That effort took hundreds of artists, thousands of hours and even caused one computer to explode.
"We lost some machinery," visual effects supervisor Scott Farrar said with a smile. "The thing just kind of gave up."
A high-tech blockbuster, "Transformers: Revenge of the Fallen" is practically two movies in one. There's the live-action element, which took director Michael Bay and his cast to Egypt, Jordan and New Mexico. Then there's the animated aspect, encompassing all the robots, which were built by artists at Industrial Light & Magic and Bay's visual effects company, Digital Domain.
Computers, and the artists operating them, worked countless hours to craft battle scenes between the giant 'bots, bring menacing Megatron to life and show the ancient pyramids being dismantled by the gargantuan Devastator.
It all started with a few sketches. Before any work on the film began, before the script was even written, Bay hired a team of artists to draw the robot characters he saw in his head.
"The fun thing about Transformers is it's anything your mind can imagine," he said.
Those images were given to the writers as inspiration, and later to the visual effects creators, who used them as blueprints for the film's biggest characters, said Farrar, a 28-year veteran of ILM.
"It's not unlike a building, where you've got to have a good blueprint and you spend a long time on the foundation," he said. "Then all the sudden, boop, the building goes up."
Of course, it's not quite that simple. First, artists transform each of Bay's 2-D drawings into 3-D digital images. They note the size specifics of each character (for example, Megatron's feet are 15 feet long and seven feet wide) and how they might look behind various lenses.
Before shooting begins, though, Bay and his crew choreograph where the cameras will be, where robots will be, where the actors will be and how they'll all interact with each other. Everything is pre-planned, Farrar said.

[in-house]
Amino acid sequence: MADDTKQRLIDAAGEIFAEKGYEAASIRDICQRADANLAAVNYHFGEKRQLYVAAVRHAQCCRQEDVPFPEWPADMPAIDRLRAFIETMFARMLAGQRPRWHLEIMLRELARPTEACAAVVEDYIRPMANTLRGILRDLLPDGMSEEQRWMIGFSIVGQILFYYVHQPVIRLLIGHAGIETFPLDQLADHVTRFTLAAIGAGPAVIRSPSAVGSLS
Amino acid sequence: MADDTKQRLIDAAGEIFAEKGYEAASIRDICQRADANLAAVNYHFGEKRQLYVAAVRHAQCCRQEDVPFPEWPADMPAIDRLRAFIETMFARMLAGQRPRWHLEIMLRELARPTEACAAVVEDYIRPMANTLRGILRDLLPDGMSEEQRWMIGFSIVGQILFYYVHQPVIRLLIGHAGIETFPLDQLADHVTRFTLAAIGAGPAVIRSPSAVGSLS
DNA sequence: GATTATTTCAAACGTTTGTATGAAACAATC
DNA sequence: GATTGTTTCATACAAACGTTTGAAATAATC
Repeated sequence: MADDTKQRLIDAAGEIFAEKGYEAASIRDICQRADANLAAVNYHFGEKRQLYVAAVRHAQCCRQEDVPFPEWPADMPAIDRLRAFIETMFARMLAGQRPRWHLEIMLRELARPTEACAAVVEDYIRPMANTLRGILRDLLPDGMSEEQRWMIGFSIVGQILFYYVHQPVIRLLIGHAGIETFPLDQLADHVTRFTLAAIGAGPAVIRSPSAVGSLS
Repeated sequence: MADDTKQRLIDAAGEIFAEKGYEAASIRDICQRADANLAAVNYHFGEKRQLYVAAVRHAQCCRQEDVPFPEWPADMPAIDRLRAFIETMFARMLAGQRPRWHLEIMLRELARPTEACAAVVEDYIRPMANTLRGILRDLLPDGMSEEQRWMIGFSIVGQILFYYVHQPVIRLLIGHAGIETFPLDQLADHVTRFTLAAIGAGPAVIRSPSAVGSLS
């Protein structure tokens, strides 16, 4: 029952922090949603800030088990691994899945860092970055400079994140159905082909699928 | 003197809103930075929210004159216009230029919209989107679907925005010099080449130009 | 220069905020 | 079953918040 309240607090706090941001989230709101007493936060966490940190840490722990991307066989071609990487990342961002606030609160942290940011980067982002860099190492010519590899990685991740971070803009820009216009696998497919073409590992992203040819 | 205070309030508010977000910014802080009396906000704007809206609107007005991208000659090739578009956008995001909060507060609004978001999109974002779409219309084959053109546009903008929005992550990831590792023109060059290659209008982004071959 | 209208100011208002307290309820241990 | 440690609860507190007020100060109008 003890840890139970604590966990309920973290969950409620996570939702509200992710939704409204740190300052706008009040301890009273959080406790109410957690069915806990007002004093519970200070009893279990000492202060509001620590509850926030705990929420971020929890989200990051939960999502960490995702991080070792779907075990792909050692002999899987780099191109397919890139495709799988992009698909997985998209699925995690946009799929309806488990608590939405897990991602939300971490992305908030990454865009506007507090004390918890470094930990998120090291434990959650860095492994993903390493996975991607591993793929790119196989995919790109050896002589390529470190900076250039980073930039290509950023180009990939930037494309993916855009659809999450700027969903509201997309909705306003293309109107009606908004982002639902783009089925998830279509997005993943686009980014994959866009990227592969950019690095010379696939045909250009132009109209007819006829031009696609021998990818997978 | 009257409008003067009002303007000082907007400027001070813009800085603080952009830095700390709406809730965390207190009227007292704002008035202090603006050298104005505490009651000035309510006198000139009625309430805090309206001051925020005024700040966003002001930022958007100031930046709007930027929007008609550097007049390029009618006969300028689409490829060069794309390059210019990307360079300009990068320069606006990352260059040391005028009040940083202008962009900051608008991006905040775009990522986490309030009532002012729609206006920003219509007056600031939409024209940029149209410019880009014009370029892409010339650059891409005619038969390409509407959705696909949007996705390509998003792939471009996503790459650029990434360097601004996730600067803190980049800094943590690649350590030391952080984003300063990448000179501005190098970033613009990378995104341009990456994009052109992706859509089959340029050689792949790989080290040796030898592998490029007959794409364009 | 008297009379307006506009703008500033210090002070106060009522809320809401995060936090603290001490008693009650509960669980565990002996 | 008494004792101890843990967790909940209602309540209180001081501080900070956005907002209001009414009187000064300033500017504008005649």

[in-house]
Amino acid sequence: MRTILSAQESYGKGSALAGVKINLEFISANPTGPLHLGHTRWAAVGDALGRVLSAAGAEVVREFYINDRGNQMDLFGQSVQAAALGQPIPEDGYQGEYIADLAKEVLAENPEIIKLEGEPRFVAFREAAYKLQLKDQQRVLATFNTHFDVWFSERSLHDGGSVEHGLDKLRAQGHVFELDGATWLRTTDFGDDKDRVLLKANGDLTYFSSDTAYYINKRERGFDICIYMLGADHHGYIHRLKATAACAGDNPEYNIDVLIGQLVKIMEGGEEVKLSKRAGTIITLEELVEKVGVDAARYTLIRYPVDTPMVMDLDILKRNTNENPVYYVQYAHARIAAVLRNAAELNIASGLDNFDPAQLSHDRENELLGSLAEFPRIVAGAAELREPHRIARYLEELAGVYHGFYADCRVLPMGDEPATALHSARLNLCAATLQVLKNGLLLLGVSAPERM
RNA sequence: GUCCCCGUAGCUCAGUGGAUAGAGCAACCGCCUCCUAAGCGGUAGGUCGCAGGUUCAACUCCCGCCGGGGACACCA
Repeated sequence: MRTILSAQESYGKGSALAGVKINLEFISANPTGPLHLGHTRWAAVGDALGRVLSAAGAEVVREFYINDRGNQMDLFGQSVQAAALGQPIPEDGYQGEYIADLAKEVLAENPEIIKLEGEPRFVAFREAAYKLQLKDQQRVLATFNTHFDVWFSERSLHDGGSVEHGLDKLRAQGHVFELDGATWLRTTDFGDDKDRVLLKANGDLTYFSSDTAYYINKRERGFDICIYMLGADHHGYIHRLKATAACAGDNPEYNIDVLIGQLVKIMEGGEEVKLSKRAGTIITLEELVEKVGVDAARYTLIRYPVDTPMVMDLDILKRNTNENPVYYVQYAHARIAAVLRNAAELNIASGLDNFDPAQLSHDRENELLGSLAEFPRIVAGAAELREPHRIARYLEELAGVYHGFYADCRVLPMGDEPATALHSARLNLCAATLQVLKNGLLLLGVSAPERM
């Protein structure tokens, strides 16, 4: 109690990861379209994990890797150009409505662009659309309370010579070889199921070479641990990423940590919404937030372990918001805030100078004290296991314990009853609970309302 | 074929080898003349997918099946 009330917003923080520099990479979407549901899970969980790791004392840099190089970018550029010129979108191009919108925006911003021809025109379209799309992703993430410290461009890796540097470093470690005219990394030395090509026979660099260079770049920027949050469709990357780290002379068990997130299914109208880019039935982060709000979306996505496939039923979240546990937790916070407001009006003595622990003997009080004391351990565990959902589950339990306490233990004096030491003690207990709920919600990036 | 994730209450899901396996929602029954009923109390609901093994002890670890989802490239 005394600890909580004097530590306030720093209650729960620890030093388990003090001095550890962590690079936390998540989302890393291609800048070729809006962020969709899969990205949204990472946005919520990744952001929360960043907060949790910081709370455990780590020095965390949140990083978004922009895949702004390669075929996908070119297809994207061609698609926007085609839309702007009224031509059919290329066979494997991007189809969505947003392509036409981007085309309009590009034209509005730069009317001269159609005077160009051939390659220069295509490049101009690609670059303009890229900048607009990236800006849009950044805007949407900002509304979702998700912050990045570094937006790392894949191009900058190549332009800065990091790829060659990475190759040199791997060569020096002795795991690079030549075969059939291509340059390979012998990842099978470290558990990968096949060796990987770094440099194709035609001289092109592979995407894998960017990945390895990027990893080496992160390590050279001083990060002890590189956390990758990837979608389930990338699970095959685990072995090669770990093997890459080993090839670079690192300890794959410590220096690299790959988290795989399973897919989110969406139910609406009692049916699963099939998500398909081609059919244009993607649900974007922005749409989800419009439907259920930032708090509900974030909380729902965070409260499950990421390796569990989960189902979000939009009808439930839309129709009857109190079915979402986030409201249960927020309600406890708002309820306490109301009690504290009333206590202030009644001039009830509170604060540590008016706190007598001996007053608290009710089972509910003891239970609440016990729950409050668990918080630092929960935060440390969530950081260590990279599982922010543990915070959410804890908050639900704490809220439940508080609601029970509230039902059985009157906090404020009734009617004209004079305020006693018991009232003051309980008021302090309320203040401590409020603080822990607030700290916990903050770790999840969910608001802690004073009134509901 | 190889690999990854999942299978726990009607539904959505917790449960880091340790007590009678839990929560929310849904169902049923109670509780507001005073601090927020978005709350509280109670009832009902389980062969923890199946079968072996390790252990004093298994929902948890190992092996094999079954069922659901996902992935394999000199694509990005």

Because when filming starts, and star Shia LaBeouf runs through a forest to escape a robot fistfight, he's actually alone.
"There's nothing there," the actor said in an interview. "This time we didn't even have dudes reading lines back. There's literally nothing."
All that's there, Farrar said, are window-washing poles stretched up to 30 feet high. The actors talk to the poles and must react as though giant robots are responding.
"The actors do have to sell it," he said. "It would be a hoot to show what the sequence looks like with the actors talking back and forth but with nothing there other than a couple of sticks and poles."
Maybe on the DVD, he joked.
Meanwhile, artists spend about 12 weeks building each digital robot, then another 12 to 15 weeks rigging up the skeletal structures that hold all the parts together. Next comes the paint and texture. Chrome or brushed aluminum? Copper or glass?
"It's just the same as you building things in the garage by hand, only it's in the computer," Farrar said. "It's no different. All the tasks are the same, and the same disciplines apply."
Once the live-action shots are complete, robot animation begins. All those detailed transformations, which dramatize how the toy Transformers really work, are meticulously built by hand. It can take weeks to design a transformation seen for just seconds on screen.
After animation comes lighting, which lends even more realism to the robots. Then comes the compositor, "the finish carpenter of the whole process," who adds dust, debris, missiles and other details, Farrar said.
More than 350 ILM artists worked on the movie, he said, and they developed new technology to add realism to the robots' design and emotions.
The company said it would take a home computer 16,000 years to replicate their work.